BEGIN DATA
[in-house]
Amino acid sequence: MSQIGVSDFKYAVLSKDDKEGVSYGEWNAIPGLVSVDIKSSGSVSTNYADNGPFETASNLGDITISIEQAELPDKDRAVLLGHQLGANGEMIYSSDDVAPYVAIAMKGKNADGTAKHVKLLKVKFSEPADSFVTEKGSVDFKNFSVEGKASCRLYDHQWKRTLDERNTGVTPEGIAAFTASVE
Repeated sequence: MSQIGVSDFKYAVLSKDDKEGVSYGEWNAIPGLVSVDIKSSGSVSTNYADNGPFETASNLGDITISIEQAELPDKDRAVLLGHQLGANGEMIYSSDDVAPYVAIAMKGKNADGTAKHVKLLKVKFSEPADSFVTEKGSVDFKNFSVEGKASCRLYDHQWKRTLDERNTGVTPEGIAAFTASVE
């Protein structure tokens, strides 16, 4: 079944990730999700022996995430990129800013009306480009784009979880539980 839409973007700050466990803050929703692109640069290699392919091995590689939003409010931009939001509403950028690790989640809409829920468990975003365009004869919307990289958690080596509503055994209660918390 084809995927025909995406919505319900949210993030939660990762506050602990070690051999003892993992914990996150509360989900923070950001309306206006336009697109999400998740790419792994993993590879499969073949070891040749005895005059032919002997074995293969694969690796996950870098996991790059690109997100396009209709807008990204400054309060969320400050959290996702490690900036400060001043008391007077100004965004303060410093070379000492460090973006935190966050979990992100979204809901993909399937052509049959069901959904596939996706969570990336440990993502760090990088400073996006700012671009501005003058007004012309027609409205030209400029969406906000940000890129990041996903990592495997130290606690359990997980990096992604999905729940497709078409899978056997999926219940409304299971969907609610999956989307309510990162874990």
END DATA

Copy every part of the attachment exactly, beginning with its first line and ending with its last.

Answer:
[in-house]
Amino acid sequence: MSQIGVSDFKYAVLSKDDKEGVSYGEWNAIPGLVSVDIKSSGSVSTNYADNGPFETASNLGDITISIEQAELPDKDRAVLLGHQLGANGEMIYSSDDVAPYVAIAMKGKNADGTAKHVKLLKVKFSEPADSFVTEKGSVDFKNFSVEGKASCRLYDHQWKRTLDERNTGVTPEGIAAFTASVE
Repeated sequence: MSQIGVSDFKYAVLSKDDKEGVSYGEWNAIPGLVSVDIKSSGSVSTNYADNGPFETASNLGDITISIEQAELPDKDRAVLLGHQLGANGEMIYSSDDVAPYVAIAMKGKNADGTAKHVKLLKVKFSEPADSFVTEKGSVDFKNFSVEGKASCRLYDHQWKRTLDERNTGVTPEGIAAFTASVE
């Protein structure tokens, strides 16, 4: 079944990730999700022996995430990129800013009306480009784009979880539980 839409973007700050466990803050929703692109640069290699392919091995590689939003409010931009939001509403950028690790989640809409829920468990975003365009004869919307990289958690080596509503055994209660918390 084809995927025909995406919505319900949210993030939660990762506050602990070690051999003892993992914990996150509360989900923070950001309306206006336009697109999400998740790419792994993993590879499969073949070891040749005895005059032919002997074995293969694969690796996950870098996991790059690109997100396009209709807008990204400054309060969320400050959290996702490690900036400060001043008391007077100004965004303060410093070379000492460090973006935190966050979990992100979204809901993909399937052509049959069901959904596939996706969570990336440990993502760090990088400073996006700012671009501005003058007004012309027609409205030209400029969406906000940000890129990041996903990592495997130290606690359990997980990096992604999905729940497709078409899978056997999926219940409304299971969907609610999956989307309510990162874990």